A former aide to former Pennsylvania Senator Rick Santorum’s presidential campaign wrote in a wry Sunday opinion editorial that a religious liberty bill under consideration by the General Assembly would “chase away business and jobs” as it “create[s] a frightening solution to a problem that doesn’t exist.”
Marisa Flores, who directed Hispanic outreach for Santorum’s Georgia operation, took to the pages of the Columbus Ledger-Enquirer to urge lawmakers to abandon the First Amendment Defense Act lest the local economy backslide.
“For the first time in eight years, Georgia’s unemployment rate fell last month to pre-recession levels,” Flores wrote. “Things were looking up for the state, finally. And then the Georgia General Assembly convened.
“Rather than busy itself with a growth-oriented agenda that might capitalize on the shifting economic tide, lawmakers instead proposed a smattering of bills that would facilitate discrimination by government and business against law-abiding Georgians. Just what we need: something to chase away business and jobs.”
Flores, who said the proposal would facilitate discrimination against gays and lesbians, cohabitating unmarried couples, and divorced persons, said she was terrified government would “grow to a size to empower itself and others to discriminate.”
“Faith genuinely informs my politics, just as it does for Sen. Santorum,” she wrote. “I place my faith in God, not government — and I don’t need government to tell me how to exercise my faith. The expression of my faith free of government intrusion is not in jeopardy, I am certain. But the safety and wellness of some among us are.”
The vehicle for the commentary’s publication is worth noting: the Ledger-Enquirer is the largest newspaper in the district of Senator Josh McKoon, the chief sponsor of the Religious Freedom Restoration Act and one of the most vocal proponents in the legislature of related proposals.
The publisher of the Atlanta Business Chronicle wrote Wednesday on the newspaper’s website that a religious liberty proposal under consideration by the General Assembly “threatens to undo so much of the progress our region has made.”
David Rubinger, who was named publisher of the weekly business paper last year, said the giants of Atlanta history—”[l]ast names like Woodruff, Hartsfield, Russel, Abernathy, and King”—would be “appalled” by the First Amendment Defense Act, which would allow for persons and non-profits to deny service on the grounds of sincerely held religious beliefs.
Critics of the legislation maintain it will enable discrimination against gays and lesbians, single mothers, unmarried co-habitating couples, and divorced persons.
Already some businesses have said they intend to leave the state in protest, like the Decatur-based telecommunications startup 373k, and some fear that the film and entertainment industry will boycott the state if it is perceived as a discriminatory environment.
“Most Atlanta business and civic leaders believe that this bill should never have gotten to this point,” Rubinger wrote. “Now the business community is rallying to speak as one voice, protecting Atlanta from the potential public relations damage this legislation could have on future business growth, convention business, and sporting events like the Super Bowl.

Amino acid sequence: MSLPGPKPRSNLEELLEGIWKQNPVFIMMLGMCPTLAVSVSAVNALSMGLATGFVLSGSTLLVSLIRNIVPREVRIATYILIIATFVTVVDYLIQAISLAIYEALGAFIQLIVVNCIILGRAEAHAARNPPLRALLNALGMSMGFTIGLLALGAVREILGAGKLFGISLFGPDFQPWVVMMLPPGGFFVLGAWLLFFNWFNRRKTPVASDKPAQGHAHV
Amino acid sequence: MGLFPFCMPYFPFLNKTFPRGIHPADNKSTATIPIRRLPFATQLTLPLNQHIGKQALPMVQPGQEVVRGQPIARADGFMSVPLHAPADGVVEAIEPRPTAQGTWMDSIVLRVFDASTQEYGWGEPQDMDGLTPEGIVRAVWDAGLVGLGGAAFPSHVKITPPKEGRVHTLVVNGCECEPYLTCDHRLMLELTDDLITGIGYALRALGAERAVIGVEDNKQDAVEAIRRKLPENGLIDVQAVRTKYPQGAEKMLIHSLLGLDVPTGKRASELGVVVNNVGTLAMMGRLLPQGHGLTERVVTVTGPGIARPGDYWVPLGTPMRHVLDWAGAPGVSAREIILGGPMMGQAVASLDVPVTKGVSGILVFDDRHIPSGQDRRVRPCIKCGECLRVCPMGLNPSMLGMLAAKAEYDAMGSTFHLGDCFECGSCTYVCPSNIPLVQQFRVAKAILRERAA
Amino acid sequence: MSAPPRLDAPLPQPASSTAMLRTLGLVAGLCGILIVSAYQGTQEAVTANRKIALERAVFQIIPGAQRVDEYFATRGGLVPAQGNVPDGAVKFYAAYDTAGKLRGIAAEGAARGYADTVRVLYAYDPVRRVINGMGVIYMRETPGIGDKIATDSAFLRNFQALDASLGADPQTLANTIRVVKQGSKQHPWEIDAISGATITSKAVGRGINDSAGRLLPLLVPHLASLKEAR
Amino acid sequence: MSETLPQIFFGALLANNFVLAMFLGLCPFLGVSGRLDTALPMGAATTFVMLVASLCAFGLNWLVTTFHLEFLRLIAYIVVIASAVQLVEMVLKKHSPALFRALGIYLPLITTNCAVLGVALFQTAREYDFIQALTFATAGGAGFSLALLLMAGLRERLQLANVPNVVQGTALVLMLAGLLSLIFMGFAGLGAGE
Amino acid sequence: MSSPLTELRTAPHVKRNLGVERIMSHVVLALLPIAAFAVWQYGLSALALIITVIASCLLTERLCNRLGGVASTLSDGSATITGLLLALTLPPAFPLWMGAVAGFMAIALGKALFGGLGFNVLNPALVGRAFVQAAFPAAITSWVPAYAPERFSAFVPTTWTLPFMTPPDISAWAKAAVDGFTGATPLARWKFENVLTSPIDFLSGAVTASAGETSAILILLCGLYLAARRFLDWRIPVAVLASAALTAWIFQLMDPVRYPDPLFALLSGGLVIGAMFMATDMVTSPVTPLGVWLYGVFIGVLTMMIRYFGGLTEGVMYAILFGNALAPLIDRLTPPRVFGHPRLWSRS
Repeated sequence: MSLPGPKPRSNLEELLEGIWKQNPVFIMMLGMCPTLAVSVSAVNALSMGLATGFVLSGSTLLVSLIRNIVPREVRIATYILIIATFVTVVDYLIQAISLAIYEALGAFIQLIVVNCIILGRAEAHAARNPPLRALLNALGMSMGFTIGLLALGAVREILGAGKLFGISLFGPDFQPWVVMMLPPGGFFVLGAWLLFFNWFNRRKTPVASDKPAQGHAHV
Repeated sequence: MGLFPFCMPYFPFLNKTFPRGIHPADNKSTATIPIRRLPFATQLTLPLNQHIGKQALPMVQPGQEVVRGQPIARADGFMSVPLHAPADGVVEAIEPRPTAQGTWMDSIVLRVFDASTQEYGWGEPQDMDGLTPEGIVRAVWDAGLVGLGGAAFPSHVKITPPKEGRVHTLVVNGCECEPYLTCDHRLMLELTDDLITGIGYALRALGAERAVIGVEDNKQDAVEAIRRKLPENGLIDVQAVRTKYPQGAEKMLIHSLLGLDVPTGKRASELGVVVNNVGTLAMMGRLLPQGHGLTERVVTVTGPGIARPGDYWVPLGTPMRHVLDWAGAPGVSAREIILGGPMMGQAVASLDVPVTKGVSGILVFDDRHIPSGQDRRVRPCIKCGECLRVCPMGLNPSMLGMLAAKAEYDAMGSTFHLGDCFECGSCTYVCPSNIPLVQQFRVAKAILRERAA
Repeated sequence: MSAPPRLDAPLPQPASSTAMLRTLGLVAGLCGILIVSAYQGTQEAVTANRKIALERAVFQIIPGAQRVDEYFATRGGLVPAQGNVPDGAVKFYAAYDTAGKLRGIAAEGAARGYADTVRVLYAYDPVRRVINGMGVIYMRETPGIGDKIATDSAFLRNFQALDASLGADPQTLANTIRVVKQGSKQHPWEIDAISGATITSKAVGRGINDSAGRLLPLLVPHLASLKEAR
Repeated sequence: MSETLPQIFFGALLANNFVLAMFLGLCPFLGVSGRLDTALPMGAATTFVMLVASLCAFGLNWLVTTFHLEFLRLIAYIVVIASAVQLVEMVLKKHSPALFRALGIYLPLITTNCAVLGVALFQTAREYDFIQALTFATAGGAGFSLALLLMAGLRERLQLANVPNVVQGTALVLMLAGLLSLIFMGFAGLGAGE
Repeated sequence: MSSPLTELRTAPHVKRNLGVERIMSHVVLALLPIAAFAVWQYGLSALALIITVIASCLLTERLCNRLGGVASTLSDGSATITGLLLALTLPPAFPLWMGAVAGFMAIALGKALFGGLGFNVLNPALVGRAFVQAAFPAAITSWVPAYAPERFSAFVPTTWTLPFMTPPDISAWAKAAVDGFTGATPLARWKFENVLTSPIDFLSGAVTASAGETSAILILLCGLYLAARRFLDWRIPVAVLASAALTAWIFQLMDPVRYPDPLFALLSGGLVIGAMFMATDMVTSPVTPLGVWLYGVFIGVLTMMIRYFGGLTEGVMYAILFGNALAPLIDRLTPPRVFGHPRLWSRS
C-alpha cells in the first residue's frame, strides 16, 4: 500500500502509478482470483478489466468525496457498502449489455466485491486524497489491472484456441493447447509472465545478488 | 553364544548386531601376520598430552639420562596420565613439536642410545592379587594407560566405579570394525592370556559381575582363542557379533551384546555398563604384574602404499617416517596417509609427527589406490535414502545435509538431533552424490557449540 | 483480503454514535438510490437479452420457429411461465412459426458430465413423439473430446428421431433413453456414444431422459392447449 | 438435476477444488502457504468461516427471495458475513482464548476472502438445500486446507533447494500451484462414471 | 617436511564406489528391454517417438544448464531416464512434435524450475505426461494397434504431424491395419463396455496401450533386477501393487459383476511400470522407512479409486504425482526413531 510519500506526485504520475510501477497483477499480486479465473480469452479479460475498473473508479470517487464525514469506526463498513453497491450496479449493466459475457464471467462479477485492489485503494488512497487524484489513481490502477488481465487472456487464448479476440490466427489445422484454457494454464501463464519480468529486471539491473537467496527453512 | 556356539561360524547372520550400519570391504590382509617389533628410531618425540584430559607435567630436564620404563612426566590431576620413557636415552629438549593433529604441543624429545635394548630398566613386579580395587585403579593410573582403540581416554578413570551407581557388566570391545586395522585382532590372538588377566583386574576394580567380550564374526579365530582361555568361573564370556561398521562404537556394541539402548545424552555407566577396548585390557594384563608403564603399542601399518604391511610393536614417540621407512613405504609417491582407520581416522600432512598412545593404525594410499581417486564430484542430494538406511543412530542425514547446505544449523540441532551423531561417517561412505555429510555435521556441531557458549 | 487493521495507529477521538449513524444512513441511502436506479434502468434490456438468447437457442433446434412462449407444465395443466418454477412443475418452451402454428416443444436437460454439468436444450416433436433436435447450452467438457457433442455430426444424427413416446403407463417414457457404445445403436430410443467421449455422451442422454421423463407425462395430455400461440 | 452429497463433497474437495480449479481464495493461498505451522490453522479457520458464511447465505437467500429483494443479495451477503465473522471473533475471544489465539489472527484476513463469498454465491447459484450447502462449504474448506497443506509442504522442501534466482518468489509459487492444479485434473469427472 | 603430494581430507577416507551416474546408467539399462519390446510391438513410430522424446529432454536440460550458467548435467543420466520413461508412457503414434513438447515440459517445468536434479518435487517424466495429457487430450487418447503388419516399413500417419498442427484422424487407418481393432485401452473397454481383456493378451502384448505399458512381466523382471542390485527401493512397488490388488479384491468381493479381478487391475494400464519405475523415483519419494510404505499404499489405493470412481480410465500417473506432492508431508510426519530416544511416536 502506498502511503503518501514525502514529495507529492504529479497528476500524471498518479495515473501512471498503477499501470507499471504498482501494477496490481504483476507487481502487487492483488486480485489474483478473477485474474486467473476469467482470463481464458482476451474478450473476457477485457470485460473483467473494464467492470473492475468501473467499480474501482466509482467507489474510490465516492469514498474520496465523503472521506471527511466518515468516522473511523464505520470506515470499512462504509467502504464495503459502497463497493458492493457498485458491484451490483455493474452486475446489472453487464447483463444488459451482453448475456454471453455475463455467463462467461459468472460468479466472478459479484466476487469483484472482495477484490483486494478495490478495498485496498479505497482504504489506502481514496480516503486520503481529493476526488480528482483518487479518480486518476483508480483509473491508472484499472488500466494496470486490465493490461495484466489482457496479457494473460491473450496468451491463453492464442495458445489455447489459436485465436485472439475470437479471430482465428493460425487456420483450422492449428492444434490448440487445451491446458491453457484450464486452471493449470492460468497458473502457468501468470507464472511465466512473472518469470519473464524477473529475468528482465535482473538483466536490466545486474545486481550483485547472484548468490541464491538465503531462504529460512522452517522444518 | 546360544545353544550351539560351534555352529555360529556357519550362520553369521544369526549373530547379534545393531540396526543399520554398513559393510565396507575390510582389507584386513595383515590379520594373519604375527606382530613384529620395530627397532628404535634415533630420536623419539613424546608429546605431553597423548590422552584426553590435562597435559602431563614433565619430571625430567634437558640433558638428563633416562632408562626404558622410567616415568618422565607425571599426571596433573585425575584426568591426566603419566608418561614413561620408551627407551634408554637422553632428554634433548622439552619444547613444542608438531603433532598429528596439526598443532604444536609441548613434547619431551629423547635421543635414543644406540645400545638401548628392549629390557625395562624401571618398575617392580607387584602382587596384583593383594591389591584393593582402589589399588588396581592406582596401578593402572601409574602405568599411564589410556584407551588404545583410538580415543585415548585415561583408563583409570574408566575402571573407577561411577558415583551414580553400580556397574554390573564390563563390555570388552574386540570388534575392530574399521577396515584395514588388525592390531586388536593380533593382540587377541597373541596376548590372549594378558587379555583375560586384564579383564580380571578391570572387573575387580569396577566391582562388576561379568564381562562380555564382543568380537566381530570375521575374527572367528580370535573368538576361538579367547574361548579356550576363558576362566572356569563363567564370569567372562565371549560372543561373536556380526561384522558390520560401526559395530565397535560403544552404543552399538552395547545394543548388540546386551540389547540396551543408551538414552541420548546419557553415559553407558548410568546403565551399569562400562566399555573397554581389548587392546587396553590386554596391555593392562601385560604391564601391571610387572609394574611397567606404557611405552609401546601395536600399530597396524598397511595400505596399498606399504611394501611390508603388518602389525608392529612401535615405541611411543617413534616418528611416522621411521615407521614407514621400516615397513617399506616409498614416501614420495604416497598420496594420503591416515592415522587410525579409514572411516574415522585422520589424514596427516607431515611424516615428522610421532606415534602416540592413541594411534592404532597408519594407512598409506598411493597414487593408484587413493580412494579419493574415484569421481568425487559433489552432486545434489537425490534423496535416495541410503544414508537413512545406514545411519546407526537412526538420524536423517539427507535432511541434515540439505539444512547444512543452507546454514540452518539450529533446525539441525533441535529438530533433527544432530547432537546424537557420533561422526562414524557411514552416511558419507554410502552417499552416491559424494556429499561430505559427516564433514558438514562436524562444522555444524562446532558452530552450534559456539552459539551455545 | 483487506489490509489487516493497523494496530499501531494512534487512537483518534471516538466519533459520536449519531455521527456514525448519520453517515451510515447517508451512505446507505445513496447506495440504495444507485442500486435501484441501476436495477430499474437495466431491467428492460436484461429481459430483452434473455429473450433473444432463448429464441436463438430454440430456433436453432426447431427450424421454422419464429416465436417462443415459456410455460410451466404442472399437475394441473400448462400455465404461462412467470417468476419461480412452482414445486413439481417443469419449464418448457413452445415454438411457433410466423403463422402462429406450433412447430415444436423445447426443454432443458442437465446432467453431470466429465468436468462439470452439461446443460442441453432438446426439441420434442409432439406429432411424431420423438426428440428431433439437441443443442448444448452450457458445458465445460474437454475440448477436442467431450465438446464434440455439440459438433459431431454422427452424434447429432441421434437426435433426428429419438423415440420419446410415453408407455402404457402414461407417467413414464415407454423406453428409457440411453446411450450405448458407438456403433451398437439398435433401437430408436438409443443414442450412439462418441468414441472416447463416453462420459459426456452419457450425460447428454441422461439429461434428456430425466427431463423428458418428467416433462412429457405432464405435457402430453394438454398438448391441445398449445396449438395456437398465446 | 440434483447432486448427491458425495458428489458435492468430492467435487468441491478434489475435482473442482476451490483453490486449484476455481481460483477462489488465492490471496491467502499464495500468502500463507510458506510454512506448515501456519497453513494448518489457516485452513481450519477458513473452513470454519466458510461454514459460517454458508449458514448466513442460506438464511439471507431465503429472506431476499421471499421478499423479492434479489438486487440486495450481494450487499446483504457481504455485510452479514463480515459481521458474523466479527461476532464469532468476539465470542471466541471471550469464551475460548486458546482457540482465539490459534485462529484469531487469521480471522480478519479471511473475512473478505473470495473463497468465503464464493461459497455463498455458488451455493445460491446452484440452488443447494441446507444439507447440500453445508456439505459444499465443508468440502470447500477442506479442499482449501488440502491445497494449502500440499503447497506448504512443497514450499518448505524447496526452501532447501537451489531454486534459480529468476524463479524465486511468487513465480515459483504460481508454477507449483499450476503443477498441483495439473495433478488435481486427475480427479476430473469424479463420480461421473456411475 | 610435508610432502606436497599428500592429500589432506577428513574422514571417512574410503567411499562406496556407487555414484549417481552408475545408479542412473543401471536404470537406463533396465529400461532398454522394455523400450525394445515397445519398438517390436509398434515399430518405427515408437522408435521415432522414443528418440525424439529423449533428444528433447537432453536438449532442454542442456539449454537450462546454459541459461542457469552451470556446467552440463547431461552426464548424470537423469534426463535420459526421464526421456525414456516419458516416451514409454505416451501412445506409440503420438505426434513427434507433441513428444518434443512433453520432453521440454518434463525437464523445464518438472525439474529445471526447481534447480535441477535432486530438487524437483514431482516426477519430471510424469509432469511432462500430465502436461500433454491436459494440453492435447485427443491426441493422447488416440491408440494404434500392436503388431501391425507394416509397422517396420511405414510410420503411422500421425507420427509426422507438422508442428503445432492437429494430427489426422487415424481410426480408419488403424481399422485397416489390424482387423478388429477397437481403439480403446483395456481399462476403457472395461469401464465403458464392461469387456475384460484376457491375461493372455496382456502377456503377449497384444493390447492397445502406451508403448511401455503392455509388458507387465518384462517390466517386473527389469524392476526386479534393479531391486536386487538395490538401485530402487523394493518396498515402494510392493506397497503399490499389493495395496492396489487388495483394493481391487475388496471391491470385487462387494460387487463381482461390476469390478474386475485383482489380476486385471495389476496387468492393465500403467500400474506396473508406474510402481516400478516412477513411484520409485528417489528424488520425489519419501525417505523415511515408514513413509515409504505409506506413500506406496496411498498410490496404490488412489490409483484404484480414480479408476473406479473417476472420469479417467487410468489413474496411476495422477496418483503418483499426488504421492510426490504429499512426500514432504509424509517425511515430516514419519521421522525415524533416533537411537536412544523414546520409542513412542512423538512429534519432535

“If Gov. Nathan Deal and the Speaker of the House David Ralston are unable to untangle this mess that the General Assembly has created, then it is much more than the LGBT community that suffers,” he said. “We will all suffer is business, conventions and major events decide to leave our city over this debate.”
The bill passed the state Senate last week and awaits final consideration by the House of Representatives.
An Atlanta church is urging passersby on one of the city’s busiest streets not to support controversial religious liberty legislation, calling the measure an “affront to the Gospel.”
St. Mark United Methodist Church, situated along Peachtree street in midtown Atlanta, devoted its sign Tuesday to join the debate raging in the General Assembly over the First Amendment Defense Act, which was passed last week by the state Senate and now awaits final consideration by the House.
“Legalized discrimination is an affront to the Gospel,” the church’s street-facing sign reads.
An Atlanta church situated on one of the city's busiest streets uses its sign to join religious liberty debate. pic.twitter.com/L0WbJO0WzO
— Georgia Tipsheet (@GeorgiaTipsheet) February 23, 2016
The owner of a Georgia-based telecommunications startup says he is relocating his firm in protest of the state Senate’s approval last week of the First Amendment Defense Act.
Kelvin Williams said the decision to uproot his company, 373k, was in direct response to the General Assembly’s consideration of the controversial religious liberty proposal.
The bill, which must now be approved by the House of Representatives, would empower individuals and not-for-profits to refuse service if it conflicts with their sincerely held religious beliefs. Critics of the measure say it would give licenses to discriminate against gays and lesbians, and also unmarried couples and single mothers.
“That’s just something that we can’t live with,” Williams told Atlanta ABC affiliate WSB. Watch the interview after the jump.